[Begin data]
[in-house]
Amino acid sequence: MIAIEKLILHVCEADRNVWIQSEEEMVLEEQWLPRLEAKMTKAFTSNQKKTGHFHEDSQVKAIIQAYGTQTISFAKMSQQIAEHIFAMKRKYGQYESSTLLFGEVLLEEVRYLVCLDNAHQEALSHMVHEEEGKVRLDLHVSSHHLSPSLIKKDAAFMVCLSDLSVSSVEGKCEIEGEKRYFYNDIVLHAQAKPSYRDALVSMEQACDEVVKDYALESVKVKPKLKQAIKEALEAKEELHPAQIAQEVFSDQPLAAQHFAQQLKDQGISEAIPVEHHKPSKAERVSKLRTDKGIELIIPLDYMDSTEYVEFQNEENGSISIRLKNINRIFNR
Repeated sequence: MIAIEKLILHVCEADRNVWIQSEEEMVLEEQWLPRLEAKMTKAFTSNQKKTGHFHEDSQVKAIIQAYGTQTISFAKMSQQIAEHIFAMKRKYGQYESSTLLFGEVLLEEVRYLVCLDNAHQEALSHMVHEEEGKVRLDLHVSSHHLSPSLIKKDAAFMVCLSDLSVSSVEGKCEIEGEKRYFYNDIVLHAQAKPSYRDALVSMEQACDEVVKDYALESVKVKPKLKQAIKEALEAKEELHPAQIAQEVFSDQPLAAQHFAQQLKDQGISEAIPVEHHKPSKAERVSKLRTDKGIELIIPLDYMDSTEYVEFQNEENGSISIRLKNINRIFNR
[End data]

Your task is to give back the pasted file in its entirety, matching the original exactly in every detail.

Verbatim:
[in-house]
Amino acid sequence: MIAIEKLILHVCEADRNVWIQSEEEMVLEEQWLPRLEAKMTKAFTSNQKKTGHFHEDSQVKAIIQAYGTQTISFAKMSQQIAEHIFAMKRKYGQYESSTLLFGEVLLEEVRYLVCLDNAHQEALSHMVHEEEGKVRLDLHVSSHHLSPSLIKKDAAFMVCLSDLSVSSVEGKCEIEGEKRYFYNDIVLHAQAKPSYRDALVSMEQACDEVVKDYALESVKVKPKLKQAIKEALEAKEELHPAQIAQEVFSDQPLAAQHFAQQLKDQGISEAIPVEHHKPSKAERVSKLRTDKGIELIIPLDYMDSTEYVEFQNEENGSISIRLKNINRIFNR
Repeated sequence: MIAIEKLILHVCEADRNVWIQSEEEMVLEEQWLPRLEAKMTKAFTSNQKKTGHFHEDSQVKAIIQAYGTQTISFAKMSQQIAEHIFAMKRKYGQYESSTLLFGEVLLEEVRYLVCLDNAHQEALSHMVHEEEGKVRLDLHVSSHHLSPSLIKKDAAFMVCLSDLSVSSVEGKCEIEGEKRYFYNDIVLHAQAKPSYRDALVSMEQACDEVVKDYALESVKVKPKLKQAIKEALEAKEELHPAQIAQEVFSDQPLAAQHFAQQLKDQGISEAIPVEHHKPSKAERVSKLRTDKGIELIIPLDYMDSTEYVEFQNEENGSISIRLKNINRIFNR